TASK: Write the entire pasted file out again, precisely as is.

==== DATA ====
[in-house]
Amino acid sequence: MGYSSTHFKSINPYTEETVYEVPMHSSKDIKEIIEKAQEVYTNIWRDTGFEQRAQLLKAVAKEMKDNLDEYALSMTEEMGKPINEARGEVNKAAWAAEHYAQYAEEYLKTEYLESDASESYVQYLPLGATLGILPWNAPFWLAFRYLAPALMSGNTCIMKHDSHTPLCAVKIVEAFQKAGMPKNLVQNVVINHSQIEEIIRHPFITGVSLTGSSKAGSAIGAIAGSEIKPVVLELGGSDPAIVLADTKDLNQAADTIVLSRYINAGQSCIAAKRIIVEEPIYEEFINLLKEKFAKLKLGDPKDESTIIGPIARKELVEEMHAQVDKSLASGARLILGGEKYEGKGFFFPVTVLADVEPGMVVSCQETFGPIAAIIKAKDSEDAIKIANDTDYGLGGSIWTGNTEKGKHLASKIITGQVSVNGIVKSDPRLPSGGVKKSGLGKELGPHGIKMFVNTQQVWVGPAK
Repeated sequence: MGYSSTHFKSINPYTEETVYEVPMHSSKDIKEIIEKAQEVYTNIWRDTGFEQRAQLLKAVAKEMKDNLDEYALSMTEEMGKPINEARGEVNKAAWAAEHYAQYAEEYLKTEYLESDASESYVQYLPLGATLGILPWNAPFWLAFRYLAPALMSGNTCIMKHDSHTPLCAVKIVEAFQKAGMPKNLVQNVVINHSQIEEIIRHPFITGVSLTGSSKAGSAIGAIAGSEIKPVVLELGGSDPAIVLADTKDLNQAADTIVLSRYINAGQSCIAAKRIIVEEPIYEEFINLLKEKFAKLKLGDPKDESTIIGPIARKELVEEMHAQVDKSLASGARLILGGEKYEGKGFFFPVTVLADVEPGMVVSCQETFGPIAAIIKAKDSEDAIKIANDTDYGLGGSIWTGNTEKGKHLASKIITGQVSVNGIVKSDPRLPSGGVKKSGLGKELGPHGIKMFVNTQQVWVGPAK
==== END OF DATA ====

[in-house]
Amino acid sequence: MGYSSTHFKSINPYTEETVYEVPMHSSKDIKEIIEKAQEVYTNIWRDTGFEQRAQLLKAVAKEMKDNLDEYALSMTEEMGKPINEARGEVNKAAWAAEHYAQYAEEYLKTEYLESDASESYVQYLPLGATLGILPWNAPFWLAFRYLAPALMSGNTCIMKHDSHTPLCAVKIVEAFQKAGMPKNLVQNVVINHSQIEEIIRHPFITGVSLTGSSKAGSAIGAIAGSEIKPVVLELGGSDPAIVLADTKDLNQAADTIVLSRYINAGQSCIAAKRIIVEEPIYEEFINLLKEKFAKLKLGDPKDESTIIGPIARKELVEEMHAQVDKSLASGARLILGGEKYEGKGFFFPVTVLADVEPGMVVSCQETFGPIAAIIKAKDSEDAIKIANDTDYGLGGSIWTGNTEKGKHLASKIITGQVSVNGIVKSDPRLPSGGVKKSGLGKELGPHGIKMFVNTQQVWVGPAK
Repeated sequence: MGYSSTHFKSINPYTEETVYEVPMHSSKDIKEIIEKAQEVYTNIWRDTGFEQRAQLLKAVAKEMKDNLDEYALSMTEEMGKPINEARGEVNKAAWAAEHYAQYAEEYLKTEYLESDASESYVQYLPLGATLGILPWNAPFWLAFRYLAPALMSGNTCIMKHDSHTPLCAVKIVEAFQKAGMPKNLVQNVVINHSQIEEIIRHPFITGVSLTGSSKAGSAIGAIAGSEIKPVVLELGGSDPAIVLADTKDLNQAADTIVLSRYINAGQSCIAAKRIIVEEPIYEEFINLLKEKFAKLKLGDPKDESTIIGPIARKELVEEMHAQVDKSLASGARLILGGEKYEGKGFFFPVTVLADVEPGMVVSCQETFGPIAAIIKAKDSEDAIKIANDTDYGLGGSIWTGNTEKGKHLASKIITGQVSVNGIVKSDPRLPSGGVKKSGLGKELGPHGIKMFVNTQQVWVGPAK